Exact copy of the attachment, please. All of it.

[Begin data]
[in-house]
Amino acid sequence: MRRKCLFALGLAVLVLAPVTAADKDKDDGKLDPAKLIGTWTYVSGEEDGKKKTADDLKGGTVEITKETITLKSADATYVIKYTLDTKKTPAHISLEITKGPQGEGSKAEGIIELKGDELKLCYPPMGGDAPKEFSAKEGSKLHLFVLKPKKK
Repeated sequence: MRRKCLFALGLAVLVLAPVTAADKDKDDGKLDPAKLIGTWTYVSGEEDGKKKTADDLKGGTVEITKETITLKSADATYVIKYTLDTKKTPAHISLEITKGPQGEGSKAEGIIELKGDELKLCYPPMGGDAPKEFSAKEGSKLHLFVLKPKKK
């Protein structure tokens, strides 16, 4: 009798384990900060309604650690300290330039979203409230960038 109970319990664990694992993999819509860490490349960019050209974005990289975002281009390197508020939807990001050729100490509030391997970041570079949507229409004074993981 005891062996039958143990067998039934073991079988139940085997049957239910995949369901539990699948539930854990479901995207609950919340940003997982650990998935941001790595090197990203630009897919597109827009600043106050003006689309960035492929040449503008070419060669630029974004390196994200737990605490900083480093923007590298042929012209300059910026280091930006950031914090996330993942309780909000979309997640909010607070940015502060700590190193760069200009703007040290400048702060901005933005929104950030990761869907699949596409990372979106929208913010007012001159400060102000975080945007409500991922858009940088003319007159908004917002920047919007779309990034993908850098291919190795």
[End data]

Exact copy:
[in-house]
Amino acid sequence: MRRKCLFALGLAVLVLAPVTAADKDKDDGKLDPAKLIGTWTYVSGEEDGKKKTADDLKGGTVEITKETITLKSADATYVIKYTLDTKKTPAHISLEITKGPQGEGSKAEGIIELKGDELKLCYPPMGGDAPKEFSAKEGSKLHLFVLKPKKK
Repeated sequence: MRRKCLFALGLAVLVLAPVTAADKDKDDGKLDPAKLIGTWTYVSGEEDGKKKTADDLKGGTVEITKETITLKSADATYVIKYTLDTKKTPAHISLEITKGPQGEGSKAEGIIELKGDELKLCYPPMGGDAPKEFSAKEGSKLHLFVLKPKKK
């Protein structure tokens, strides 16, 4: 009798384990900060309604650690300290330039979203409230960038 109970319990664990694992993999819509860490490349960019050209974005990289975002281009390197508020939807990001050729100490509030391997970041570079949507229409004074993981 005891062996039958143990067998039934073991079988139940085997049957239910995949369901539990699948539930854990479901995207609950919340940003997982650990998935941001790595090197990203630009897919597109827009600043106050003006689309960035492929040449503008070419060669630029974004390196994200737990605490900083480093923007590298042929012209300059910026280091930006950031914090996330993942309780909000979309997640909010607070940015502060700590190193760069200009703007040290400048702060901005933005929104950030990761869907699949596409990372979106929208913010007012001159400060102000975080945007409500991922858009940088003319007159908004917002920047919007779309990034993908850098291919190795």